In a rather strange turn of events I have decided to make two posts today. This post is not included in the ’50 Posts for 50 Days.’ It also works to appease my sister who has been demanding that I make two posts a day.
Today is the Dragon Boat Festival in China. It’s an older, traditional festival that was recognized as a national holiday by the Chinese government in 2008 for the first time since the 1940s. The festival occurs on the fifth day of the fifth lunar month.
According to Wikipedia, there are a number of origin stories regarding the Dragon Boat Festival. The best known of these stories is about a poet and statesman named Qu Yuan who, in 278 BCE, committed suicide during the Warring States period.
Here’s the story, excerpted from Wikipedia:
The best-known traditional story holds that the festival commemorates the death of poet Qu Yuan (Chinese: 屈原) (c. 340 BCE – 278 BCE) of the ancient state of Chu, in the Warring States Period of the Zhou Dynasty. A descendant of the Chu royal house, Qu served in high offices. However, when the king decided to ally with the increasingly powerful state of Qin, Qu was banished for opposing the alliance. Qu Yuan was accused of treason. During his exile, Qu Yuan wrote a great deal of poetry, for which he is now remembered. Twenty-eight years later, Qin conquered the capital of Chu. In despair, Qu Yuan committed suicide by drowning himself in the Miluo River on the fifth day of the fifth lunar month.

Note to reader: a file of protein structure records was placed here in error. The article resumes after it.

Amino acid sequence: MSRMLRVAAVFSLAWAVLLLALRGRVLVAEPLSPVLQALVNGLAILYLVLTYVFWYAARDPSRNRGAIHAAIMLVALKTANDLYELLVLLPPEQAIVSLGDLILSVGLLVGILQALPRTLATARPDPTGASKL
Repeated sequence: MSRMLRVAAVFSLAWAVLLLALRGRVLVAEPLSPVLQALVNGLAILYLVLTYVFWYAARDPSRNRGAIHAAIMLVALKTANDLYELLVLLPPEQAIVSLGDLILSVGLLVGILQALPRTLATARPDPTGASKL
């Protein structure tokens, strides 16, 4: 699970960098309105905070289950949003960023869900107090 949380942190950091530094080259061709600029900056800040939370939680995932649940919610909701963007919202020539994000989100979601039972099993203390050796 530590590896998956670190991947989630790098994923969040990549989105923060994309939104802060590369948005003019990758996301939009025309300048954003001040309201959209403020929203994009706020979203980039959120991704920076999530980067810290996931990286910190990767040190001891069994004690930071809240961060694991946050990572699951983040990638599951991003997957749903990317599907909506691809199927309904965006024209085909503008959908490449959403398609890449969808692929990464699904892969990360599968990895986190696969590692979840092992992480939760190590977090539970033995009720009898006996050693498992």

It is said that the local people, who admired him, threw lumps of rice into the river to feed the fish so that they would not eat Qu Yuan’s body. This is said to be the origin of zongzi. The local people were also said to have paddled out on boats, either to scare the fish away or to retrieve his body. This is said to be the origin of dragon boat racing.
So there you have it. In places cooler than Kaifeng there are some fun dragon boat races happening now. Here, though, the festival mainly revolves around eating the zongzi. Here are some pictures of the zongzi my student Ning brought to me:
This is the unwrapped zongzi. It is filled with glutinous rice containing peanuts and a small, unidentifiable fruit. Despite its unappetizing appearance, it is really quite delicious. It is incredibly sticky though!
It was nice of Ning to make me some vegan zongzi!
According to my student Joe Ma, zongzi also means zombie in Chinese slang. Hence the title of the post. 🙂